Although it has been a few days since I last posted, I am still here!
I am aiming for “Optimum Health” these days.
Reading, Researching and Absorbing all the information I can on the vitamins and minerals necessary to live a healthy and happy lifestyle.
I have read many an article regarding what a plant based diet offers and does not offer nutritionally.
For instance: The statement regarding Vegans being B12 deficient. -or- Questions like “Do I still need to take supplements if I am a vegetarian or a vegan?
So many people go along in life and don’t think about what the issues this crazy Standard American Diet holds for our bodies in the future. At least until the diagnosis tells us we have high cholesterol or diabetes or any of the other health issues that exist in our society. (Cancer, Strokes, Heart Disease, etc.)
I will begin with B12 and continue covering various vitamins and minerals until we are done learning and adding to our wonderful temples of life.
I have said again and again in this blog that our body is our temple. Making sure we get proper nutrition into our bodies is much like adding gardens, pools, beautiful decor, etc. to the temple. To make us the most supreme beautiful beings that walk the face of the earth in this time. As humanity continues and flourishes we will learn more and more about the things nature provides for our bodies – Naturally!
There are no reliable, unfortified plant sources of vitamin B12*; therefore fortified foods and/or supplements are necessary for the optimal health of vegans and even vegetarians in many cases. Luckily, vitamin B12 is made by bacterial fermentation such that no animal foods are necessary to provide it.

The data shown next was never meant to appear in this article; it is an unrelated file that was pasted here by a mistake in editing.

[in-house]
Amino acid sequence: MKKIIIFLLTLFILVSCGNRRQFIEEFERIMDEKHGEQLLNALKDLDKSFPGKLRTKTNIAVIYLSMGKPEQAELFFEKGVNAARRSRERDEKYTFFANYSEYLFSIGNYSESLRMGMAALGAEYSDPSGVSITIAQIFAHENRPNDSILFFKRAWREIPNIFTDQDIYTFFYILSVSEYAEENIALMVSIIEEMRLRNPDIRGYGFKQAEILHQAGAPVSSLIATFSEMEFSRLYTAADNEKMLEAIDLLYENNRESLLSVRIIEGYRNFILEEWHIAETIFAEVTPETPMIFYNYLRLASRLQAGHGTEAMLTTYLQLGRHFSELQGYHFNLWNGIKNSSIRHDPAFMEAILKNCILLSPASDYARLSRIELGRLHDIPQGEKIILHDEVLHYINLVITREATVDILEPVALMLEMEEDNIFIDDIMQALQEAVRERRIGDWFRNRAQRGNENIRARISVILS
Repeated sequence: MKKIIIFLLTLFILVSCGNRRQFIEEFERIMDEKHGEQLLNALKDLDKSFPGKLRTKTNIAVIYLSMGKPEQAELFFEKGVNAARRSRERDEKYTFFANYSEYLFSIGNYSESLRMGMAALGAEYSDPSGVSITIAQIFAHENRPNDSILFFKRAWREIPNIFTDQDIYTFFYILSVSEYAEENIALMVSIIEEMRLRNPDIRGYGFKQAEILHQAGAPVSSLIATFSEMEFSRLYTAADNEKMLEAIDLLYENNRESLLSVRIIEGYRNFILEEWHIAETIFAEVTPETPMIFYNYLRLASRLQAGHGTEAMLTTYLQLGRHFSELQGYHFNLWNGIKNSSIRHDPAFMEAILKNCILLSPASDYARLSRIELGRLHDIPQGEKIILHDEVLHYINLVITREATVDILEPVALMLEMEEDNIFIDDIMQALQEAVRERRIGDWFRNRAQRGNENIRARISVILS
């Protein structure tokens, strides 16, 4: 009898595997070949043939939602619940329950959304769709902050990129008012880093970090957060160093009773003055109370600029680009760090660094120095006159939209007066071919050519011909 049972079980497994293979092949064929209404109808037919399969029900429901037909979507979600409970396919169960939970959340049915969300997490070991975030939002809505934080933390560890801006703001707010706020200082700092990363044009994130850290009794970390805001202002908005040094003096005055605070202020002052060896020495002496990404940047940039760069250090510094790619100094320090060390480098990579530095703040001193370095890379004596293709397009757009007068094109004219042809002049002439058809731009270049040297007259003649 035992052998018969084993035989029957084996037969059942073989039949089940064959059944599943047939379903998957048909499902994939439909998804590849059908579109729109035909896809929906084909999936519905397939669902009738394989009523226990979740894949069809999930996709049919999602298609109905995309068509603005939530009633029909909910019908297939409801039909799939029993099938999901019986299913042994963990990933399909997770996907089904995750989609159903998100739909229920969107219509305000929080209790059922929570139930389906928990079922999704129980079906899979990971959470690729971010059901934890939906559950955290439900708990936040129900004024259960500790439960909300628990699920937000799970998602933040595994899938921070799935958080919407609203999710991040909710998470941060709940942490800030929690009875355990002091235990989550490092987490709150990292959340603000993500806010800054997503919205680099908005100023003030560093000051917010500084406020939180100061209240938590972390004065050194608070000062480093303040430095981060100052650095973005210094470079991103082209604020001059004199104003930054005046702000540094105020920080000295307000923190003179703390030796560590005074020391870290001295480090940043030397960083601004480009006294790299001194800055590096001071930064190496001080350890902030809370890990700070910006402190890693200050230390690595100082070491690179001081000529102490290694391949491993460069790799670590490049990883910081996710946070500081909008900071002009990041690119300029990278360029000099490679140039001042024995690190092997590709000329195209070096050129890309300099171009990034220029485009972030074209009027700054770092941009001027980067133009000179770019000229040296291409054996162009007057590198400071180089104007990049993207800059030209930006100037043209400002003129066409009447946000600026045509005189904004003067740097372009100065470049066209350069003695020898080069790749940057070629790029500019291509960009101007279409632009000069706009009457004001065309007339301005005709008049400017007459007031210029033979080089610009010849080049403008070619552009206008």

There are two types of B12 deficiency: overt and mild.
Overt vitamin B12 deficiency:
B12 protects the nervous system. Without it, permanent damage can result (e.g., blindness, deafness, dementia). Fatigue, and tingling in the hands or feet, can be early signs of deficiency. B12 also keeps the digestive system healthy and an overt deficiency can cause digestive problems. (IBS? Diverticulitis? Diverticulosis? Crohns Disease?)
Mild vitamin B12 deficiency:
By lowering homocysteine levels, B12 reduces the risk of heart disease, stroke, and other diseases. Vegans and near-vegans who do not supplement with vitamin B12 have consistently shown elevated homocysteine levels.
From 1999 to 2003, there were many studies comparing the homocysteine levels of vegans and vegetarians who do not supplement their diet with vitamin B12 to those of non-vegetarians. In every study, the vegans or vegetarians had higher homocysteine levels than the meat-eaters and in the range associated with an increased risk of heart disease and stroke.
In contrast, one study compared vegans who supplemented their diets with vitamin B12 (an average of 5.6 mcg/day) with non-vegetarians. Their homocysteine levels were the same, and well within the healthy range.
It is true that many vegans do not supplement with B12 and remain apparently healthy for many years. These vegans normally have no idea what their homocysteine levels are, nor what chronic diseases such elevated levels might be causing. They also do not know if they are suffering from unnoticeable nerve damage. You are taking a big chance by assuming you have transcended a need for a typical B12 intake.
As people live longer, homocysteine has more years to cause damage to the body. Because of this, the human need for B12 has increased over time. The longer a vegan does not supplement with B12, the lower their active B12 levels will drop, increasing their homocysteine levels.
What Is Homocysteine?